As they are walking through the dense forests, they hear an unusual sound coming from the bushes in front of them. Clay, ever trusting, walks towards the sound to see what new wonders await him. Ruby stands frozen in her tracks as she tries to remember that one time that she heard a similar sound. Rocky, assuming the worst, is already gone, hiding behind a rock, ready to strike. Rocky and Ruby let out a collective sigh when they see Clay comings out of the bushes holding an adorable baby chimpanzee. Such a cutie.
In our scenario, the three hunters encountered something new and reacted in very different ways. Clay assumed it was good and went to it, Ruby wasn’t sure and analyzed the situation, and Rocky assumed it was malicious and got ready to attack. All three of our paleolithic friends survived the day and none were worse off for their choices. Clay got a new pet, and everyone went home.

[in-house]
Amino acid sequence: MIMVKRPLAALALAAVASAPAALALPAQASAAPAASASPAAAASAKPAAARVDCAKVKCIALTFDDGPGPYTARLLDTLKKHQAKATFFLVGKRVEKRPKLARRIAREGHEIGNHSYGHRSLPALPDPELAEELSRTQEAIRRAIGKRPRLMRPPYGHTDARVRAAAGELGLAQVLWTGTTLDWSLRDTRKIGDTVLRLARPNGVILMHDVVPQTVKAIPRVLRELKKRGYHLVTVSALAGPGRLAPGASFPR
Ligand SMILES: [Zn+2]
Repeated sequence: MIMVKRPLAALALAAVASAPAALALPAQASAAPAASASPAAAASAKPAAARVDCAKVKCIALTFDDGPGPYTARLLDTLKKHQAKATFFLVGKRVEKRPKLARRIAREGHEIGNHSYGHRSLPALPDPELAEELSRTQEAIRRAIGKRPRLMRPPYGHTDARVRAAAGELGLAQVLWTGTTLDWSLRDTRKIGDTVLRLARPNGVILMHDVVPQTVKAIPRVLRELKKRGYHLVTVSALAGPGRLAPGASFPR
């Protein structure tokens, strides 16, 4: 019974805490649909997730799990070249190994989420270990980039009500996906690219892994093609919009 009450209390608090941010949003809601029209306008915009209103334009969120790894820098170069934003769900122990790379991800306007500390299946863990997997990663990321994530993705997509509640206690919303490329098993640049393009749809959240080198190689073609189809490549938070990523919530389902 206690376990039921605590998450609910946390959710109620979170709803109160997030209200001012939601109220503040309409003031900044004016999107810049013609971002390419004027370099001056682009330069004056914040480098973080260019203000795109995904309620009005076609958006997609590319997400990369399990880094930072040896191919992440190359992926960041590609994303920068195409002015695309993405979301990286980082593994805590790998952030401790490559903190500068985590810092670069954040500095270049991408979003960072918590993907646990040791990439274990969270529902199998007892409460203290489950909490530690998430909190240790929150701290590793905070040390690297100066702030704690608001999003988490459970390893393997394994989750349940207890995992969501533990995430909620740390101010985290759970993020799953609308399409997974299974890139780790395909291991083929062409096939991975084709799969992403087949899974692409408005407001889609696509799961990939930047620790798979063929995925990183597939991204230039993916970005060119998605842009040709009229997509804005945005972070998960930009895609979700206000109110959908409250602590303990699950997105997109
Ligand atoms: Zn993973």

Now let’s imagine that it wasn’t a baby chimp in the bushes. Instead, it was a mama gorilla, breast feeding her babies. In this scenario, Clay is dead instantly. Ruby might make it out alive if she is far enough away but her critical thinking is slow and when seconds count, she will probably also get pummeled. Rocky, who has already safely hid behind a rock, is the only one who makes it home that day. He is the only one left to pass on his genes to the next generation. The trusting and thoughtful hunters took their wonder and trust to the grave with them, and their genes did not get passed on.
In both situations, Rocky survives, and so there is an incredibly strong evolutionary pressure to favor humans that distrust anything and everyone that they don’t know. Rocky thinks in binary terms; good and bad, safe and dangerous, friend or foe. He doesn’t see complexity and usually errs on the side of caution. That’s great when you’re living in an isolated tribe of a couple dozen people, but what happens when a hunting party is out in the forest and discovers another village? Rocky’s descendants have been selectively bred by nature to immediately treat this other tribe as hostile and do what they need to do to survive. So, you know, probably not gift baskets?